Companies Confused Over Having to Take Something Other Than Stock
Santa Clara, Cal. (SatireWire.com) – The Internet stock drop has done more than just lop off paper profits. Start-ups, which once regularly paid for goods and services in stock, have been forced to switch to an arcane form of payment called ‘money,’ a dramatic shift that has confounded both start-ups and those who once took equity for their work.
As one Bay Area software executive grumbled: “This ‘money’ stuff is quite difficult to find. Unlike our stock, it doesn’t seem to grow on trees, and what’s worse, we’ve learned we’re not allowed to issue our own.”
The drain on much-needed cash reserves, however, is not the only reason start-ups have had difficulty with the transition.
“We have consultants, bankers, gardeners – you name it – who just stare at us blankly now when we give them a check for their services,” said Angela Macronus, CFO of OneStopB2B.com. “We have to explain it to them succinctly. We say, ‘This is $4,000. It’s worth 699 shares of our stock.’ That seems to work.”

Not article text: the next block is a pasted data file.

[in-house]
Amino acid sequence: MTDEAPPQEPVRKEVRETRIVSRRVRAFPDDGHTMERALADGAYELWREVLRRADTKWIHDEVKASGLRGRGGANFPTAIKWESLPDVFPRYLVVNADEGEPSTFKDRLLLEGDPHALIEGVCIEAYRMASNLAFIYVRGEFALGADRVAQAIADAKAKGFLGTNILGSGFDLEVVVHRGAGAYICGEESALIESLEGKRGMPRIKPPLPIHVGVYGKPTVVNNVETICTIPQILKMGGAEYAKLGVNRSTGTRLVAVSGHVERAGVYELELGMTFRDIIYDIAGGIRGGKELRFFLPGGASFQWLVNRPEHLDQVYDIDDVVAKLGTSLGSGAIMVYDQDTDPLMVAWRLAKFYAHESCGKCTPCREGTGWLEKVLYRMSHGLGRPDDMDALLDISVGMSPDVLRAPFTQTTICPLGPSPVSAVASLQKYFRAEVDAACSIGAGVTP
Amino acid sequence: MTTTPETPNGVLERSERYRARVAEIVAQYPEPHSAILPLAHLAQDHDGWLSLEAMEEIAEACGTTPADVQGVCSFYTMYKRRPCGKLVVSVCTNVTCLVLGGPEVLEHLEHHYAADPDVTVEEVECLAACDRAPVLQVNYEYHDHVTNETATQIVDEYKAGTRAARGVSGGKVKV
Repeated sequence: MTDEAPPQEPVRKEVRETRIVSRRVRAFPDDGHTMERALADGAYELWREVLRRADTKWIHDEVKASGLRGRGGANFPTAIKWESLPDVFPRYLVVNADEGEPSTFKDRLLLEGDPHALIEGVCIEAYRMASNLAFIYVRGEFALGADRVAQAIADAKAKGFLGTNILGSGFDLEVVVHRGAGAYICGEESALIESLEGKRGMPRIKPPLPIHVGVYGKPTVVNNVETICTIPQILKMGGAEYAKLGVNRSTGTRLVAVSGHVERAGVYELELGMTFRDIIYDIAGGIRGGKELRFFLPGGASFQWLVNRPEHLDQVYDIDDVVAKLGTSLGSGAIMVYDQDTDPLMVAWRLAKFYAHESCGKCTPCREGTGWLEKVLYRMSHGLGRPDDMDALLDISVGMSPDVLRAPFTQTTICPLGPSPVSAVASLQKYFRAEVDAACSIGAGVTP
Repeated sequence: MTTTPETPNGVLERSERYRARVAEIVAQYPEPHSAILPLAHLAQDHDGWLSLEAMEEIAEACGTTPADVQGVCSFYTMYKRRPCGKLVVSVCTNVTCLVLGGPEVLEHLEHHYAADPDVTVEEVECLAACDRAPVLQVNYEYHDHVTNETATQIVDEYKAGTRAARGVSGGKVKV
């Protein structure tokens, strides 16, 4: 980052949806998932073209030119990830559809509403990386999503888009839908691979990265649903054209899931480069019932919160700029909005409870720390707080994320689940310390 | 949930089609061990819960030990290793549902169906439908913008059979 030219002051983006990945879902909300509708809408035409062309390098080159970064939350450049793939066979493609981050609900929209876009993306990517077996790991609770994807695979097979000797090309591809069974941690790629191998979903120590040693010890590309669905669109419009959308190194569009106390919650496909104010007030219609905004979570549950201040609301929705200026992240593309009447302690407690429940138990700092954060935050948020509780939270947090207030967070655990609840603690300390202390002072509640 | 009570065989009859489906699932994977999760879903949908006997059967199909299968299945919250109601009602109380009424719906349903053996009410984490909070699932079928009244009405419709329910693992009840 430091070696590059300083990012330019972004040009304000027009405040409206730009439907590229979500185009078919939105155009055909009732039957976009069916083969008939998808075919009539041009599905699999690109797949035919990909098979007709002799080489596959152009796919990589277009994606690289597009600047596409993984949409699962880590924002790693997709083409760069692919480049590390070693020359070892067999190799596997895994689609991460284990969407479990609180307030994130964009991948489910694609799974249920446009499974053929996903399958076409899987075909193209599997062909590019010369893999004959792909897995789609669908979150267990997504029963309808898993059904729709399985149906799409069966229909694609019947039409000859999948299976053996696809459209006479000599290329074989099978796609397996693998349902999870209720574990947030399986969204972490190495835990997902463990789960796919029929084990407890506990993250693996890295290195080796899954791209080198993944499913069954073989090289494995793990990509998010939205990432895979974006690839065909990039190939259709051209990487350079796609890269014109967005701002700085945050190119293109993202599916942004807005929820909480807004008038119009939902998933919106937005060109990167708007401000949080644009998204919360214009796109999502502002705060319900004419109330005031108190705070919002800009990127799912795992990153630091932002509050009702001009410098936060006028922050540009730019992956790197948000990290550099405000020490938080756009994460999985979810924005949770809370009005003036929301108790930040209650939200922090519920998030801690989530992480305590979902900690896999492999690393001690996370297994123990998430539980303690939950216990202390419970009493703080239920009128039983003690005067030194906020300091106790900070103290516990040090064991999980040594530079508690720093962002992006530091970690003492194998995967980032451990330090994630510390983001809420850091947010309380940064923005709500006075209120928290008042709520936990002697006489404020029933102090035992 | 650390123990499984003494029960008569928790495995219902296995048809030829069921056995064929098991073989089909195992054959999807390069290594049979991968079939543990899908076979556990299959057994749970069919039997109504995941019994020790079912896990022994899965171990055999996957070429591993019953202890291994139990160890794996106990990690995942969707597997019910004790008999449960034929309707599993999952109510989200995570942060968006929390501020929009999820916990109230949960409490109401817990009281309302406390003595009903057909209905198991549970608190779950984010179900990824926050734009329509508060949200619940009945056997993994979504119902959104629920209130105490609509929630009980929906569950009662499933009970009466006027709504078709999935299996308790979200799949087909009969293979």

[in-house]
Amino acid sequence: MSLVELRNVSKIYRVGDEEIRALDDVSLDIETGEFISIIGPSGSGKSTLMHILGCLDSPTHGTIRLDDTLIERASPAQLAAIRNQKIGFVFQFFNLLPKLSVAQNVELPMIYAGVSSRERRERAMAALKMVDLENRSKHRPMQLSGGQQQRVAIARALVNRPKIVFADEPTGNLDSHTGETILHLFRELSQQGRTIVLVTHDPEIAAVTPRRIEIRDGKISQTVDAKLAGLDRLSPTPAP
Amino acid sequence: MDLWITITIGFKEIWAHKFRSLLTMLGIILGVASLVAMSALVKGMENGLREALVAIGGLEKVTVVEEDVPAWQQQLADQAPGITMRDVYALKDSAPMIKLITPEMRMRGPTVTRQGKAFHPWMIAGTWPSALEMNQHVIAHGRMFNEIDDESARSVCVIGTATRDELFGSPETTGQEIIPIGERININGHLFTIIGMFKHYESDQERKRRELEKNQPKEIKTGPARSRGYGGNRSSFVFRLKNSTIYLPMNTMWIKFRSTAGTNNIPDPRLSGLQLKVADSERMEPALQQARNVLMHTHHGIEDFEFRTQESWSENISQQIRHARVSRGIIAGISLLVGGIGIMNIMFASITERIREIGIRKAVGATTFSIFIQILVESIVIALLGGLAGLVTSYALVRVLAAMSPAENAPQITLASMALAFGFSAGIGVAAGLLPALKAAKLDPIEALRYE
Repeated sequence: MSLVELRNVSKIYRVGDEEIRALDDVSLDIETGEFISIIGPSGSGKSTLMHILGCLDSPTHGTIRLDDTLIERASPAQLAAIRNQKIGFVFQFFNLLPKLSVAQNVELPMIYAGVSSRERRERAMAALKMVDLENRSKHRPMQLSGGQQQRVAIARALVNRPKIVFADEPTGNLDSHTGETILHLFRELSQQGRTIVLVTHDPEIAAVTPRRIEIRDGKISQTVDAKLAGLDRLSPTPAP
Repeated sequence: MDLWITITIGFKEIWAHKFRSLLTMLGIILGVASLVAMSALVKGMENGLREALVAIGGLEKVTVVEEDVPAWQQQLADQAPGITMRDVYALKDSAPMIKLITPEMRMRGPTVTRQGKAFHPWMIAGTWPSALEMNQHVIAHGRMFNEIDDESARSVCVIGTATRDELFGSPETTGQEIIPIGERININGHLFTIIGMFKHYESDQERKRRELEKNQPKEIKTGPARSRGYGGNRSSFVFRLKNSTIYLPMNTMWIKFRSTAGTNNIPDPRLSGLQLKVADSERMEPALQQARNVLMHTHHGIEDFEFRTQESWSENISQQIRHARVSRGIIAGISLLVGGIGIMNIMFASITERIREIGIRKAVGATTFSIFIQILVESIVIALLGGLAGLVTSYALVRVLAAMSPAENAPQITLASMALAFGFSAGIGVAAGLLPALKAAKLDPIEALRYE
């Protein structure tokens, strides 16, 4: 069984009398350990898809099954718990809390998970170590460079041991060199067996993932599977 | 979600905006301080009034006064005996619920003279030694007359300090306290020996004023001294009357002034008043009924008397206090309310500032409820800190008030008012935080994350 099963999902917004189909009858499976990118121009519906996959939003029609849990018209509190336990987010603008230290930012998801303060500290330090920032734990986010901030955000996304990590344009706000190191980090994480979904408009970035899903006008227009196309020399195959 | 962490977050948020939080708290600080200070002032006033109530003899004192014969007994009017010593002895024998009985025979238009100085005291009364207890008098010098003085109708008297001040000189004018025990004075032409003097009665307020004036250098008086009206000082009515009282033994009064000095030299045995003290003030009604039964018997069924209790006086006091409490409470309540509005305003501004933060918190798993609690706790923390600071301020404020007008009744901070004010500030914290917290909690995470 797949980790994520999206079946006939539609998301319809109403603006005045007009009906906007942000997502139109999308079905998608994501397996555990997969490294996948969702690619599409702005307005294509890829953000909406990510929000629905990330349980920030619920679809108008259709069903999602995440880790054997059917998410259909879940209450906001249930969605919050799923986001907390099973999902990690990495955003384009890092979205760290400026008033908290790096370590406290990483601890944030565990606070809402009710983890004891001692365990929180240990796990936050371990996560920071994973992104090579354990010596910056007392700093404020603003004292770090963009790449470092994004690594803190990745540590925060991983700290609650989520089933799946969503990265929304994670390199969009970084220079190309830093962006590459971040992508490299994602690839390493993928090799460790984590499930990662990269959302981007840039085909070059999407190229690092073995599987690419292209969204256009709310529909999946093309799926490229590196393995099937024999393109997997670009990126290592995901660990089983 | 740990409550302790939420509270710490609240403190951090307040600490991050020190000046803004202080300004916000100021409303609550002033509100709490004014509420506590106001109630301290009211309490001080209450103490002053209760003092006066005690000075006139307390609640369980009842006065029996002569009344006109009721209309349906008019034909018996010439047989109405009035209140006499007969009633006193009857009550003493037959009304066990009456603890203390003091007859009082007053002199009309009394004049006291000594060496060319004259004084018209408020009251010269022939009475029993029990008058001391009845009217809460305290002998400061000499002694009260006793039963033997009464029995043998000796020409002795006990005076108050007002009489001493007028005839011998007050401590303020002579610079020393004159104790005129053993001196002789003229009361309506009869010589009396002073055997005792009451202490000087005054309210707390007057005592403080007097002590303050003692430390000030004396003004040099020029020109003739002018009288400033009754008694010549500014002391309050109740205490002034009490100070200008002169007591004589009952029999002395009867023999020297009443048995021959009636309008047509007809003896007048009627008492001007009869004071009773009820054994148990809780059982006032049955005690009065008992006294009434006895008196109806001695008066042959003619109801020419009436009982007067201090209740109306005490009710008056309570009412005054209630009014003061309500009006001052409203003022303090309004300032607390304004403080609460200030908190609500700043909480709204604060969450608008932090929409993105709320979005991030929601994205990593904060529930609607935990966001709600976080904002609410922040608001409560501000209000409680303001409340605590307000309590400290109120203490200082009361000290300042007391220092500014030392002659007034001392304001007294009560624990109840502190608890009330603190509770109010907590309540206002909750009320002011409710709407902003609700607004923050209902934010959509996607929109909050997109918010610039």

In fact, industry observers say service company employees – not start-ups – have been hardest-hit by the change.
At Valley Vendo, which since 1997 has taken equity in exchange for vending machine services, delivery drivers have practically revolted, said dispatcher Pamela Shreveson.
“They’ve worked with the same clients for years, and they’re used to exchanging, say, three cases of Coca-Cola and 16 cases of assorted snack crackers for 70 shares of stock. Now we’re telling them, ‘No, just take money.’ Well naturally, they’re confused. They say, ‘Why are we suddenly giving our stuff away?'”
Silicon Valley law firm Mancini & Mancini has had similar problems, said managing partner Clayton Longley, who constantly reassures younger attorneys that money is a valid substitute for equity.
“Very often we’ll refer them to history books, where they learn that money was, not so long ago, actually the preferred method of payment,” said Longley. “That blows them away.”
The trend is not limited to Silicon Valley, however, as London-based Web design firm ColourGraphics discovered last week.
“One French company we’ve been working with tried to pay us in something called ‘euros,'” said ColourGraphics site producer Ian McNair. “We were like, ‘Yeah, right, what the hell is that?'”
Ironically, McNair later learned that ‘Yeah, right, what the hell is that?’ is also the official British government position on the euro, “so I felt kind of vindicated.”
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